“He’s not a doctor.”

  “No. A physician assistant. But he also said there was something special about this girl, he couldn’t define exactly what, but he felt it. He asked me to see her. He sneaked me into her room past midnight when there were few enough people around so I wouldn’t go nuts.”

  “You don’t go nuts.”

  “I have my moments,” she assured me.

  Indicating the child’s limp hand, which Gwyneth held, I said, “Did you touch her that night, too?”

  “Yes. I don’t know why I had the courage, but I did.”

  “And you think she’s special?”

  “Yes.”

  “Why?”

  She bent to kiss the girl’s hand. “I’m not sure what I believe about her. But I’m certain I should protect her until she wakes and tells us her name.”

  “You’re so certain she’ll revive.”

  “I am certain, yes. I’m certain even in spite of this.… ” Gently she pulled the flaxen hair back from the left side of the girl’s face, revealing an indentation where temple curved to brow, the mark of some beast whose signature was made not with a pen but with an object stone-hard and blunt.

  “How did she get here?”

  “I’ll tell you over dinner. I don’t want to inconvenience Walter and his family any longer. Wait for me on the front porch while I have a word with Janet and Cora.”

  I went down to the foyer. Someone had turned off the television. Alone, I stood in the warm silence, in the wide archway to the living room, still nervous about being here but nevertheless taking a moment to enjoy the domestic charm.

  To the left of the archway, on a console, a candle burned in a clear-glass container with a vented lid designed to keep the candle and its flame contained if it should be accidentally knocked to the floor. The luminary served a shrine, brightening a porcelain of the Holy Mother.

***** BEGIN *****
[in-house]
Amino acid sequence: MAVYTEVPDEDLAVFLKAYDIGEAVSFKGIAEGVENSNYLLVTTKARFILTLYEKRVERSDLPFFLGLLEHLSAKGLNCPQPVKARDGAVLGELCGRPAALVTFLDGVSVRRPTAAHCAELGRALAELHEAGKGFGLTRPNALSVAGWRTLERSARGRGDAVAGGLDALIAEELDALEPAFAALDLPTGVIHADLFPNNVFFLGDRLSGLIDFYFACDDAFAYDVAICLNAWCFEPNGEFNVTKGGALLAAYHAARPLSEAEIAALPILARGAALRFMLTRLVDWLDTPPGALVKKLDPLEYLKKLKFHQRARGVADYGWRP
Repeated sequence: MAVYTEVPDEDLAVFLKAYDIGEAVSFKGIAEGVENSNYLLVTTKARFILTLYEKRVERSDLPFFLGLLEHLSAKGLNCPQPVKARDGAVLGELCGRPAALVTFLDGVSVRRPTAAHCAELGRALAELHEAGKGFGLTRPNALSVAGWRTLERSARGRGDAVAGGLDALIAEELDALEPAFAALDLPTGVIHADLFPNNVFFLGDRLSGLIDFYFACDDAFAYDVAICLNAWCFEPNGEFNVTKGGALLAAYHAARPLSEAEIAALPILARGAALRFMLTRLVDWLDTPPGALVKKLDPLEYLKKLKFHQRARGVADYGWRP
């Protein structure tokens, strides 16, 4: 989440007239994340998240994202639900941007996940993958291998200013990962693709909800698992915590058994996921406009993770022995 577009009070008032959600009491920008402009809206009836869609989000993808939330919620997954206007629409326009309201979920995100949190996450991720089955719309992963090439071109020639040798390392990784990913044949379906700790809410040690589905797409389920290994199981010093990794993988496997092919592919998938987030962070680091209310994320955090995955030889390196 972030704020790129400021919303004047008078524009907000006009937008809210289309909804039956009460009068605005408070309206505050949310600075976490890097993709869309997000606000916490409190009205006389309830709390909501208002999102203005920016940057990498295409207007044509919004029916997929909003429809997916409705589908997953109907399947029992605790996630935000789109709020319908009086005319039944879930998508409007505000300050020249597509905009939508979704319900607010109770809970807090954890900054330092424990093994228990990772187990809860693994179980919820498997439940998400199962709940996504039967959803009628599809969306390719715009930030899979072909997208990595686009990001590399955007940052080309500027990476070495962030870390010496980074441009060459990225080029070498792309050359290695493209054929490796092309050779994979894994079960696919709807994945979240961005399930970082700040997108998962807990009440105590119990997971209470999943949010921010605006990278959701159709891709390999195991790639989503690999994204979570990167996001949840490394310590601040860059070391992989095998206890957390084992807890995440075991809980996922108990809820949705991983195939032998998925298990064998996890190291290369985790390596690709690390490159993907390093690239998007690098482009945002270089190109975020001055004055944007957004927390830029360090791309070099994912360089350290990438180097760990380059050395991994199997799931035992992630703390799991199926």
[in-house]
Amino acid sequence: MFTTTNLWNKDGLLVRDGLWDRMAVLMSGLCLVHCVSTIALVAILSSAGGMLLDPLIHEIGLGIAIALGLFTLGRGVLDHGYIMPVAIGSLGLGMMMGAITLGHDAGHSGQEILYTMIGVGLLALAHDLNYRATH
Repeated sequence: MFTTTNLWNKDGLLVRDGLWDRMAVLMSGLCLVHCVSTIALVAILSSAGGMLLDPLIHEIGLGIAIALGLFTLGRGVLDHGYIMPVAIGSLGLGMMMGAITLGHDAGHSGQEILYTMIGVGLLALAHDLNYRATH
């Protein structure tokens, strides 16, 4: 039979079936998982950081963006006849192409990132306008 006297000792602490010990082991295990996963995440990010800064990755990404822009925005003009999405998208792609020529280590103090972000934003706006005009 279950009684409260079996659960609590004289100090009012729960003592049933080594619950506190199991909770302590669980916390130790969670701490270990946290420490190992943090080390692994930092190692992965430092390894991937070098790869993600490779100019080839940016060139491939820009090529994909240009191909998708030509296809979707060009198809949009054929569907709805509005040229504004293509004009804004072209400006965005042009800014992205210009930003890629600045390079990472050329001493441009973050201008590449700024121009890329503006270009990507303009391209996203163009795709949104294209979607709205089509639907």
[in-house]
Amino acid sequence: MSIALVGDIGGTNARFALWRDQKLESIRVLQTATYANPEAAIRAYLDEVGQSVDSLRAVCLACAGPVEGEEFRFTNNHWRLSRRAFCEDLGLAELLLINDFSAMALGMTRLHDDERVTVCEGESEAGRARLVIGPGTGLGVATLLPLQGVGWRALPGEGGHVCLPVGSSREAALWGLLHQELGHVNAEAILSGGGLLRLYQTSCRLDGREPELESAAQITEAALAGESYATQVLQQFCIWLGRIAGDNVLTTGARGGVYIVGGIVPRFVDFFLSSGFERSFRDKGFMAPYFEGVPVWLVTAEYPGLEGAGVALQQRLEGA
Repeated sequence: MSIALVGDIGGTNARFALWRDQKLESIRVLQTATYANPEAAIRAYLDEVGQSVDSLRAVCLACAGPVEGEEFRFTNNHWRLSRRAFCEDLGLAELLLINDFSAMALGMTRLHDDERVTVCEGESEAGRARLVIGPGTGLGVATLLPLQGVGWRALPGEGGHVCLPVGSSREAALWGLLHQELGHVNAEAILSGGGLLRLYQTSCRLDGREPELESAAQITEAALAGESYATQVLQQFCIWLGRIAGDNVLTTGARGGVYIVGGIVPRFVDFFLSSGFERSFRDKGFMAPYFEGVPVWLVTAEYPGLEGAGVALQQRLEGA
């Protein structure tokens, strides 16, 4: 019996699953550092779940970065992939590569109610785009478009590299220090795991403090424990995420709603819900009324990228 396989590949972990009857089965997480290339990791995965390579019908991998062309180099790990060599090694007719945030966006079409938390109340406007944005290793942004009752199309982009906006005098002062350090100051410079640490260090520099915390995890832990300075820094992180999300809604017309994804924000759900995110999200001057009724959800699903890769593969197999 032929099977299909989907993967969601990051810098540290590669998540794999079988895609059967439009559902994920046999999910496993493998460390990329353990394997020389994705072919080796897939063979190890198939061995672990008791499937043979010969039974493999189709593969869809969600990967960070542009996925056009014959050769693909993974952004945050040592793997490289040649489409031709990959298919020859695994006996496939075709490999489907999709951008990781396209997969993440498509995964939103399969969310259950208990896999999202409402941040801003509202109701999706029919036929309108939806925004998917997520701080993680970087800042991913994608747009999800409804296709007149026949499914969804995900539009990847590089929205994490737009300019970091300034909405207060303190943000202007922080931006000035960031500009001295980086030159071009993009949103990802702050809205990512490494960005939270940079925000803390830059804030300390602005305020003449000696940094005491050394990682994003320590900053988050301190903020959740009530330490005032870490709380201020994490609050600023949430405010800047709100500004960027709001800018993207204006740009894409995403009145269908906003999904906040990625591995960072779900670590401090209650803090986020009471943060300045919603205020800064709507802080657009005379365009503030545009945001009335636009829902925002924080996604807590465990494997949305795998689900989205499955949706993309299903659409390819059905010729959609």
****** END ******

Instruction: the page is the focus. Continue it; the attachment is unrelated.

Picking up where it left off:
When I stepped into the living room for a closer look at the two framed photographs that flanked the sacred statuette, I saw a woman of whom the camera had captured not only her beauty but also the suggestion of kindness and intelligence. Reflections of the honoring flame unfurled in the chased-silver frames into which the silversmith had worked a pattern of roses.

  I stood on the front porch, at the head of the steps, watching the ghost parade of snow shapes sculpted by the wind, ever changing as they capered through lamplight and shadow. The bare black limbs of the maples knocked and rattled an idiot rhythm, and creaked like the stair treads in an ill-carpentered house.

  After a minute, Gwyneth came out onto the porch, closed the door, and joined me. “You were okay in there. It wasn’t so bad, was it?”

  “It was bad, worse than I expected, but not in the way I thought it would be bad.”

  “Come on. I’m waiting for a couple of calls, but meanwhile we’ll grab dinner.”

  In the Rover, as she started the engine, I said, “Walter’s wife, she was kind to your father.”

  “From what I know of her, she was kind to everyone.”

  I said, “She didn’t just die, she was murdered, wasn’t she?”

  “Yes.”

  “Was her name Claire?”

  “You know the case, then.”